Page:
At this stage, I’m all in on fantasy. It’s probably 80% of what I read as well. In the future, I’d love to write in different mediums, though – game writing, TV, etc., and this would probably be how I’d branch out into other genres. But first, I really want to establish myself within the fantasy world, since fantasy is my first love and will probably continue to be my mainstay. It just offers so many approaches within the genre that any cravings for external genres will probably get incorporated into my fantasy stories.

7. What do you look for in a story? Especially in the fantasy genre? (Original ideas, plot lines, character development, world building, etc.?)
Character, world building, plot, and all the obvious things, of course. But what really makes me love a book is a strong theme. I don’t mean ‘theme’ in the boring way your high school teaching taught you (i.e. ‘love!’, ‘war!’, ‘money!’). That’s subject matter, not theme.

Theme is a moral quandary woven into the heart of the story, like ‘secrets are necessary for order to be preserved’ or ‘the weak must serve the strong for society to function.’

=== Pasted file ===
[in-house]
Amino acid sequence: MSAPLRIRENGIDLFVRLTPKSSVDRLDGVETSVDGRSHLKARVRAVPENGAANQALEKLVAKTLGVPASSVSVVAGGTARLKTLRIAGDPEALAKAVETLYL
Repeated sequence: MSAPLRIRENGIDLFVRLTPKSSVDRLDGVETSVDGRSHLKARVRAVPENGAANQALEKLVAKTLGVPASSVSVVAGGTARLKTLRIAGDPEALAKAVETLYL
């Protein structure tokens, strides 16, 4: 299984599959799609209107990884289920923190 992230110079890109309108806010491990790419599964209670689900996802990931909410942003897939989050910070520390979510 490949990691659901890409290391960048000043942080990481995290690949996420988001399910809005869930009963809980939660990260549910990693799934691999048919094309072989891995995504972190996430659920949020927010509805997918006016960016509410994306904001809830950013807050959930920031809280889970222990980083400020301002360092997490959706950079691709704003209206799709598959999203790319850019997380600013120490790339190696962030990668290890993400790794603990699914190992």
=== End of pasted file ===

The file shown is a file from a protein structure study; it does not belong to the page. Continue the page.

This isn’t about an author standing on a soapbox. It’s about the author setting up a fascinating moral dilemma, then having multiple characters, plot events, etc. explore it from all angles. Good themes keep the story going after the final pages close.

8. Are you working on a new book? Can you share any details?
I am indeed! It’s called The Lightning Heist, and here is the work-in-progress blurb. Some details might change, but this should give you the gist:

A relentless thief. An impossible heist.

Meet Kef Cutmark. Pirate, monster-slayer, scourge of the Twisted Seas.

After a lifetime of running from her past, she’s returned to Zorith – a tangled jungle of a thousand boats, all lashed together to make a floating city-ship.

Long ago, Zorith sunk its claws into Kef. She thought a life roaming the Twisted Seas would wipe away her pain, but some memories can’t be escaped. So she’s back for revenge.